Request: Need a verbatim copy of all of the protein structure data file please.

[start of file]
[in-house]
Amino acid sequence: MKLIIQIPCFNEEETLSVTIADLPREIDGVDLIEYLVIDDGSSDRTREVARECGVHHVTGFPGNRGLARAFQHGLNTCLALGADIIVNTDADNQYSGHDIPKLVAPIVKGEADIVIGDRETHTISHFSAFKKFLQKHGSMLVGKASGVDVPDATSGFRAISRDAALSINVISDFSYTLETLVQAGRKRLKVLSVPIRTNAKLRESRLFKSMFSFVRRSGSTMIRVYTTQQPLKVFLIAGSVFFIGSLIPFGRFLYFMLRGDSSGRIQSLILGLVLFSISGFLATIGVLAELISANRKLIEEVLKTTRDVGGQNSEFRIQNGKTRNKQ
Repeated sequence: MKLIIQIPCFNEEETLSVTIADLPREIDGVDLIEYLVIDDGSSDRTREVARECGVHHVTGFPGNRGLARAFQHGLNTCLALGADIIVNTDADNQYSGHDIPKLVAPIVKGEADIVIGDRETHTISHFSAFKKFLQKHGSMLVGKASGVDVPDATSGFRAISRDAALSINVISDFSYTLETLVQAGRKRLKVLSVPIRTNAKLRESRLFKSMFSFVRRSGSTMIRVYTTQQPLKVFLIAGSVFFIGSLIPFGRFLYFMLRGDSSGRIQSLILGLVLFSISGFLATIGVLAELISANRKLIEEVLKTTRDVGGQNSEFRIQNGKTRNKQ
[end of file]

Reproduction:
[in-house]
Amino acid sequence: MKLIIQIPCFNEEETLSVTIADLPREIDGVDLIEYLVIDDGSSDRTREVARECGVHHVTGFPGNRGLARAFQHGLNTCLALGADIIVNTDADNQYSGHDIPKLVAPIVKGEADIVIGDRETHTISHFSAFKKFLQKHGSMLVGKASGVDVPDATSGFRAISRDAALSINVISDFSYTLETLVQAGRKRLKVLSVPIRTNAKLRESRLFKSMFSFVRRSGSTMIRVYTTQQPLKVFLIAGSVFFIGSLIPFGRFLYFMLRGDSSGRIQSLILGLVLFSISGFLATIGVLAELISANRKLIEEVLKTTRDVGGQNSEFRIQNGKTRNKQ
Repeated sequence: MKLIIQIPCFNEEETLSVTIADLPREIDGVDLIEYLVIDDGSSDRTREVARECGVHHVTGFPGNRGLARAFQHGLNTCLALGADIIVNTDADNQYSGHDIPKLVAPIVKGEADIVIGDRETHTISHFSAFKKFLQKHGSMLVGKASGVDVPDATSGFRAISRDAALSINVISDFSYTLETLVQAGRKRLKVLSVPIRTNAKLRESRLFKSMFSFVRRSGSTMIRVYTTQQPLKVFLIAGSVFFIGSLIPFGRFLYFMLRGDSSGRIQSLILGLVLFSISGFLATIGVLAELISANRKLIEEVLKTTRDVGGQNSEFRIQNGKTRNKQ